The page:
If you watch any news program, you are bound to see footage of gun-toting militants in various parts of the world firing AKs heavenward in celebration or protest or whatever. But have you ever wondered what happens to all those Kalash slugs? Oddly enough, there was real scientific research performed on the subject by the U.S. Army Ordnance Corps between 1918 and 1920 by a young officer who would later become the noted firearms writer Major General Julian Hatcher

Here’s some of what the Army  found:

*The tests were conducted with a machine gun locked in a fixture that held the barrel vertically. The gun was sited so that the bullets would fall either on still water or on sand. The men doing the shooting were protected by armor over their heads.

*Using 150-grain service bullets, it was calculated that  the slugs would strike the earth with an energy of about 30 foot pounds. At the time, the Army believed that 60 foot-pounds were required to produce a disabling wound.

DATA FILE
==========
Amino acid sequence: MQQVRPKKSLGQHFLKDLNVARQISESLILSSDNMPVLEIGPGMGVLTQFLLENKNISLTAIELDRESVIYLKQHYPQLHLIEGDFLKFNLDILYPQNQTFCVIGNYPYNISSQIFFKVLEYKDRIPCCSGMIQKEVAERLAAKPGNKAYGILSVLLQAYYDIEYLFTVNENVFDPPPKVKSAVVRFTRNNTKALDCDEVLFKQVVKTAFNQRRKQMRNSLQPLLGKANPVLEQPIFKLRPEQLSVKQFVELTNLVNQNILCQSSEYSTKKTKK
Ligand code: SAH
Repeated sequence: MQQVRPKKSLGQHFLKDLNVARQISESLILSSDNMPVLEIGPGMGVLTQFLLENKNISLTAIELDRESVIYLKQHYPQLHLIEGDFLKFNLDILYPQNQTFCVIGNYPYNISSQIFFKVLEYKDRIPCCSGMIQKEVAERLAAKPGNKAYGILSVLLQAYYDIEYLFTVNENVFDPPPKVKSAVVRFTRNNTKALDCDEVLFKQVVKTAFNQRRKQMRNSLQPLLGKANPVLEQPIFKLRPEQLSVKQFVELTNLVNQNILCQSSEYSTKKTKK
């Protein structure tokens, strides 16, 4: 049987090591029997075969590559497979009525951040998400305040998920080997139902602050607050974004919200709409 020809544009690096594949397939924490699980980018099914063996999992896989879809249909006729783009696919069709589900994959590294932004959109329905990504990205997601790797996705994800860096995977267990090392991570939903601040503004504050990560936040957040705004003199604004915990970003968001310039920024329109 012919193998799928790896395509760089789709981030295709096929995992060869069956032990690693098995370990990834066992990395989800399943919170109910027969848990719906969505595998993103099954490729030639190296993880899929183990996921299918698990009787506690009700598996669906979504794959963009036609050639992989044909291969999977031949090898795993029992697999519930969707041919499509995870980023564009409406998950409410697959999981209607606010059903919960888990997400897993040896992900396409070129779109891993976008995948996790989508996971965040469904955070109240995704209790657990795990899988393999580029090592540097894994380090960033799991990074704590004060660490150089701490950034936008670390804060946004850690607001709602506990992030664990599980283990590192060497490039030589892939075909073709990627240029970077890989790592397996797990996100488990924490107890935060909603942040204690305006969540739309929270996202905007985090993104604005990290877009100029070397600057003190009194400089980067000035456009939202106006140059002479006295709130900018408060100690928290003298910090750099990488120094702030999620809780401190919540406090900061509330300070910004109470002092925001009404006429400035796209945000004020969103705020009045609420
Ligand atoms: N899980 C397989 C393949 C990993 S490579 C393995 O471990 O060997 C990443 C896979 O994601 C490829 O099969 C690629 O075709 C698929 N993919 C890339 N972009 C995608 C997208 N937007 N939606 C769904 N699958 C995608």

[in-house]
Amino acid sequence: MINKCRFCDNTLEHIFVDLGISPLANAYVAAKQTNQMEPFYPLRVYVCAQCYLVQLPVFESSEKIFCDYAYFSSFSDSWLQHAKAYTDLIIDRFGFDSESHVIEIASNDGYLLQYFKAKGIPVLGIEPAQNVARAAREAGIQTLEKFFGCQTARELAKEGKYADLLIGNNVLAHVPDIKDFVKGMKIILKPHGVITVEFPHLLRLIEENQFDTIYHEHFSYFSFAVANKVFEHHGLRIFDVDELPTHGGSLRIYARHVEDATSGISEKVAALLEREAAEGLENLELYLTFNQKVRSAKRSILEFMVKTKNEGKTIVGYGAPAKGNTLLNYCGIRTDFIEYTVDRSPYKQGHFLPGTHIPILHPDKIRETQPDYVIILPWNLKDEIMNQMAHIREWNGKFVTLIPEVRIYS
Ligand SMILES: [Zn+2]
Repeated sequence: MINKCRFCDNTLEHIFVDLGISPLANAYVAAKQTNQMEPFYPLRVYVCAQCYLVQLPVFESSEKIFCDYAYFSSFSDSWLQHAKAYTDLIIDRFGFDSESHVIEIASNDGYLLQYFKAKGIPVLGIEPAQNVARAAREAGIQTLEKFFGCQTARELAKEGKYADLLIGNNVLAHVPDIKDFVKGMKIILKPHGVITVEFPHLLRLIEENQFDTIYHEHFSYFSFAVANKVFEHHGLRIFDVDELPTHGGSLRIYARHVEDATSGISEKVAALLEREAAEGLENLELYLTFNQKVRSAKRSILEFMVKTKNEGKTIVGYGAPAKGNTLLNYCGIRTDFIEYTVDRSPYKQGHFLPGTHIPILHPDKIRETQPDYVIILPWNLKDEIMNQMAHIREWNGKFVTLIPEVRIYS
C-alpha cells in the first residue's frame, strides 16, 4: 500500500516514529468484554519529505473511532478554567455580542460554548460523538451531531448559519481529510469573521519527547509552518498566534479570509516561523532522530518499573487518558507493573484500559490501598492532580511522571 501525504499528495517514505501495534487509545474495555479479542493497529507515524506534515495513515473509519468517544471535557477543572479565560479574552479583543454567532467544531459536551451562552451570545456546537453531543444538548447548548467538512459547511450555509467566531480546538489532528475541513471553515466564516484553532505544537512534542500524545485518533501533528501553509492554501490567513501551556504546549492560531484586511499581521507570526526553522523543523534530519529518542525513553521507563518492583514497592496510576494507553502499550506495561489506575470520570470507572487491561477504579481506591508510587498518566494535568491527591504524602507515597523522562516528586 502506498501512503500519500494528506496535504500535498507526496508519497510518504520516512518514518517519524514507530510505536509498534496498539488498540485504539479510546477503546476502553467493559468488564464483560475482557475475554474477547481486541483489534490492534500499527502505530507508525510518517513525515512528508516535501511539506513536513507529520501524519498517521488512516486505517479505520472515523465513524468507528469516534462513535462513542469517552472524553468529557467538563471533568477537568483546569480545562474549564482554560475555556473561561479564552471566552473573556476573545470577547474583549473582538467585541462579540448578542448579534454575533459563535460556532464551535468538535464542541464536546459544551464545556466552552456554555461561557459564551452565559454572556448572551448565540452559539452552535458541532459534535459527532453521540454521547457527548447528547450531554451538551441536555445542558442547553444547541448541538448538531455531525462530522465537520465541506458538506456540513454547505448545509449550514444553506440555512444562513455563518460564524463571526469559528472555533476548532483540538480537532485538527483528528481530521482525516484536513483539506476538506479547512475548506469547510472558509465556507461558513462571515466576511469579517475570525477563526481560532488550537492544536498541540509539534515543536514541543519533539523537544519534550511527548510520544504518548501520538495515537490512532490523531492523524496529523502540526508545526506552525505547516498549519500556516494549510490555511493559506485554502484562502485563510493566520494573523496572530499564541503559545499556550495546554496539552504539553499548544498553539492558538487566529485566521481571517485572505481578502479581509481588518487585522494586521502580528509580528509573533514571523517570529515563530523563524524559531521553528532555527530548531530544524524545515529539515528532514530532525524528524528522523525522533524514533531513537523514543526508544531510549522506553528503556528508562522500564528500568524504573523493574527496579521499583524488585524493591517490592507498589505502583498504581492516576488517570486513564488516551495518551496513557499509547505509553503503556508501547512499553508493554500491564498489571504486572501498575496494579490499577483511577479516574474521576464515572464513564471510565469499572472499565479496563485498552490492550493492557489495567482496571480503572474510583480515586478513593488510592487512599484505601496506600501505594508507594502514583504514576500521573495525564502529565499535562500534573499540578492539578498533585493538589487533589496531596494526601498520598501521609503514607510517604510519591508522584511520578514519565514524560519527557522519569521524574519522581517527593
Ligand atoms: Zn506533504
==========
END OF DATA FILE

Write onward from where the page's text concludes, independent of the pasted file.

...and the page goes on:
*On the downward trip, the bullets would reach a point where air resistance equaled the force of gravity. At this point, they were traveling at 300 fps, and they would not go any faster.

* At 9000 feet, at the apex of the bullet’s path, and for the first 16 feet of its fall, it is moving only 32 fps, giving the strong winds at this altitude plenty of time to push on it. Of 500 rounds fired from a 10-foot-square platform, only 4 struck it on the return trip. That’s why if you shoot a slug straight up, it will probably not crack your skull on the way down.

But it may crack someone else’s, so I advise against doing it.